Thursday, July 14, 2011

Road Closed Ahead

I've got an axe to grind today. In light of the recent bicycle/auto crashes and fatalities that have happened across the state, there was cause for concern during my commute from Clemson to Central yesterday.

I was coming from Clemson University on 93 toward Central. As I was crossing the bridge on 93 over 76, there was a big "Road Closed Ahead" sign blocking the entire bike lane similar to the one found in the photo below. (!!!!!)

SC 93 is not the safest road to be biking on, but many do, including students. I was really upset that this sign was blocking. The bike lane. On 93. In an area of high traffic congestion.

Knowing my rights as a member of the public, I set out to alert the officials of the safety issues and engage them in a conversation about bicycle commuter safety rights and issues. I started out by contacting the City of Clemson to find out what was going on. I learned that it wasn't their project, so off to the DOT I was sent.

After five phone calls to three different offices, I got two stories on their policies and procedures. One guy I talked with (from X County) said that they don't put signs in the bike lanes. I was happy to hear this. We talked a bit about this, and I came away feeling like "my work here is done."

The other (from Y County) said that he saw nothing wrong with it, and that if he was out there, he would have put the sign in the bike lane - as opposed to the sidewalk. He said that we don't live in a perfect world, and someone's not going to be happy. (If the sign was put on the sidewalk, then a pedestrian would have called and complained.)

I talked to him about considering the fact that bicycles have a slower reaction time and farther stopping distance than pedestrians. And this area (which some might say is crazy to ride in, though there is a designated bike lane) is busy with cars, traffic lights, on ramps, off ramps and other distractions. Maybe putting this sign in the bike lane was not the right choice, considering those other factors. He also mentioned that bikes are like autos, and have rights and responsibilities to the road. Therefore, as a bicycle commuter, I had a right to ride in the car/truck/semi lane, too. Even though the road was closed, I still had a right (rights vs invites) to be there. So, the "Road Closed Ahead" sign in the bike lane didn't mean I had to stop riding my bike - I just had to take my life into my own hands - more so than I was already doing.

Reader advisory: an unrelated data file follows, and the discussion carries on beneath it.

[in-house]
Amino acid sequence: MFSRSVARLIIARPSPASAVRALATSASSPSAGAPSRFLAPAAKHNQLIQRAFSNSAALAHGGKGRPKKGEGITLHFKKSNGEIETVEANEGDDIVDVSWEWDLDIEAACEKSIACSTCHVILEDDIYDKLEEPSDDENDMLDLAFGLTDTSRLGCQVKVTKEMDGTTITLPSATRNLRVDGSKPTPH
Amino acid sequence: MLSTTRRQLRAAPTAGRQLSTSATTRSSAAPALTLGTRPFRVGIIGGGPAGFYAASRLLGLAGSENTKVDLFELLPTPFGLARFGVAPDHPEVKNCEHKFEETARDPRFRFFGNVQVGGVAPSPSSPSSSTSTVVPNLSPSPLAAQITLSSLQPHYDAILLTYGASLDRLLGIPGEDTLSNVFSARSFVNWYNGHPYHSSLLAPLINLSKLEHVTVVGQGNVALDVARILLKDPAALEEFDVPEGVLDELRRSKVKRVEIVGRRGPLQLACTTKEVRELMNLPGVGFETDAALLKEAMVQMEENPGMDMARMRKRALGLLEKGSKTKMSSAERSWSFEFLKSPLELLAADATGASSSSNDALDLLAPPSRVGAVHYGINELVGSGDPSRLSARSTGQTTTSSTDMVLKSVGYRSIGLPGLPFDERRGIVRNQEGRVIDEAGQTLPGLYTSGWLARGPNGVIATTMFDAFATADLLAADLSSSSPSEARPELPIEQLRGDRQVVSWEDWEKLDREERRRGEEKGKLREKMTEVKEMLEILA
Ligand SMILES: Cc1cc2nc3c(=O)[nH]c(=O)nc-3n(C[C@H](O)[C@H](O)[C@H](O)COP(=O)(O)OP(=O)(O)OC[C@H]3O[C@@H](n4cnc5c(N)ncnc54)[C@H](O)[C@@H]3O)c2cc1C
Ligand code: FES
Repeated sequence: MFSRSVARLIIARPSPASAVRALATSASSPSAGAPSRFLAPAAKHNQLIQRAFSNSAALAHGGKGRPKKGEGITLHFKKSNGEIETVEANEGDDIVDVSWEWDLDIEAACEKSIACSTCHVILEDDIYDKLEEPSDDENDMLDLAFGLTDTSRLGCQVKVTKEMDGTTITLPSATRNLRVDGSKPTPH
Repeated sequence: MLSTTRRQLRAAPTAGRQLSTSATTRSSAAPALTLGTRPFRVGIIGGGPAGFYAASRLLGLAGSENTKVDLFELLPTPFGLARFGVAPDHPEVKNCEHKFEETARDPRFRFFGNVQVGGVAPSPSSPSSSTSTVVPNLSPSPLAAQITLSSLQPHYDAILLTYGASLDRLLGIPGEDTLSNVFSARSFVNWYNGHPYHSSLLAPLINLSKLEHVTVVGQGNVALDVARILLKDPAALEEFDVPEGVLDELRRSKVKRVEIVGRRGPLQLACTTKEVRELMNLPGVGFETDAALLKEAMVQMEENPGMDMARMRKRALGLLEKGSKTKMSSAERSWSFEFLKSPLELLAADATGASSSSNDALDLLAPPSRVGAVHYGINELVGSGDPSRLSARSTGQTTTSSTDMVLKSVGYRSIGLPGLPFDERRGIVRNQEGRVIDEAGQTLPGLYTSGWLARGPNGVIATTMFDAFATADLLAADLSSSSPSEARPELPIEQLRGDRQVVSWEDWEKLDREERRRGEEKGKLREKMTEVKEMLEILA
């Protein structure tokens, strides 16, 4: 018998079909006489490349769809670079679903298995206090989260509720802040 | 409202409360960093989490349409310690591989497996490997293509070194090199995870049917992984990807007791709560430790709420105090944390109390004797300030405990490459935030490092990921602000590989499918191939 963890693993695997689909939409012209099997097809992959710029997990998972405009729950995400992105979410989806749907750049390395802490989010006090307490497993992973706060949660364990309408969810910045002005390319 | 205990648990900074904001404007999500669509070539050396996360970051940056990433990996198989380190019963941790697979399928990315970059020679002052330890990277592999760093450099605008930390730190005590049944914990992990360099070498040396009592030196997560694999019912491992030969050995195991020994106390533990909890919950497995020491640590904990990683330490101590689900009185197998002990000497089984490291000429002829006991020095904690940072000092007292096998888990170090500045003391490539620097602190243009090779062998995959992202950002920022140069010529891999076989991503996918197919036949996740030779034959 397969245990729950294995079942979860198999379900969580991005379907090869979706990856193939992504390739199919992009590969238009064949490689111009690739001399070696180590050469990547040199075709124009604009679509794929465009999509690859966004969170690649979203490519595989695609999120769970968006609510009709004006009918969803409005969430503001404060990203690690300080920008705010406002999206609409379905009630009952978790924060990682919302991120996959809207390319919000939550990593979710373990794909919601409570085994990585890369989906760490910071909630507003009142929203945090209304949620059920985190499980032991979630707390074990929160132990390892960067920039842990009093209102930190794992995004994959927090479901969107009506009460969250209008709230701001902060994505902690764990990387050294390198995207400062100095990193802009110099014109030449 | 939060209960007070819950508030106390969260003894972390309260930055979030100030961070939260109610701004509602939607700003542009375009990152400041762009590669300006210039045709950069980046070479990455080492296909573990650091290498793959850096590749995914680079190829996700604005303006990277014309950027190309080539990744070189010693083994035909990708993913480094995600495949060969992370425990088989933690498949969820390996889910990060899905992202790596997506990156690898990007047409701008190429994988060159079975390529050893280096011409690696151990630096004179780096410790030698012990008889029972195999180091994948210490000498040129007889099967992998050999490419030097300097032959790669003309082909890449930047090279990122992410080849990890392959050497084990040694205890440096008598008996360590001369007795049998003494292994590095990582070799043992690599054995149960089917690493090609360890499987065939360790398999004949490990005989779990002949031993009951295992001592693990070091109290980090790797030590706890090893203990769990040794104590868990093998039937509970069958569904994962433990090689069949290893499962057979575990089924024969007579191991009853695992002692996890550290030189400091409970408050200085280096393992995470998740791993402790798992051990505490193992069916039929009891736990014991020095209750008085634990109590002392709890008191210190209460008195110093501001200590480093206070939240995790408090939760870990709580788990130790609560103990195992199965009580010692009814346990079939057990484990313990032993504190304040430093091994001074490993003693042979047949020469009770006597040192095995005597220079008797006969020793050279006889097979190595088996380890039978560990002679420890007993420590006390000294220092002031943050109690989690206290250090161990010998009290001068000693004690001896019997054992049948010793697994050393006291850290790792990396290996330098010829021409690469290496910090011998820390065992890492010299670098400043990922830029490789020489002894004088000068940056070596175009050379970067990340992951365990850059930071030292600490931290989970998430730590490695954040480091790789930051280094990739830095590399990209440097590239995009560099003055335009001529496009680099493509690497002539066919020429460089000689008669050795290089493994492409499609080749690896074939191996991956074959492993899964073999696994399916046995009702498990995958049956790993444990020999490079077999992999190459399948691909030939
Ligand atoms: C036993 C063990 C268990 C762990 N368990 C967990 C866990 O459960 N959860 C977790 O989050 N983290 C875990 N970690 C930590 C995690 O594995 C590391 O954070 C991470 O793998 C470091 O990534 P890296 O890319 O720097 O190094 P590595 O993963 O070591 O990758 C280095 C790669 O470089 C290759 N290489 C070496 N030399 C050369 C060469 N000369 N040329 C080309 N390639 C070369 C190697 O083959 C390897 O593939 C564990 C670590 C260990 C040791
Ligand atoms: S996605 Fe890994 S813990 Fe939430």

He wasn't biting, and we politely agreed to disagree, but I hope that, yes, another bicyclist commuter politely pushed a button that needs to be pushed. If we aren't looking out for our safety and rights...others might not be either.

Am I a little crazy to ride here? Maybe not really. If you're familiar with the area, you may know that most of the off-campus housing for Clemson students is on this route, and many use it to commute during all hours of the day and night. You may also see the bike lanes and signs, which not only (kinda) alert cars that bicyclist have a right to the road, but also alerts any potential bicycle commuter that this is a designate route - and you're free to use it. Finally, it's short ride from campus to grocery stores, restaurants, video rental places, the gym and rental housing. It's an area with a variety of use in short amount of space that could be the ideal bicycle commuting route - especially for penny-pinching students.

I came away with not being completely sure what the DOT's policies are, but I hope that my phone calls cast another ripple in the growing sea of bicycle and non-auto traffic commuters, helping build awareness that we're out there, we're vocal and we really just want to get home safely.

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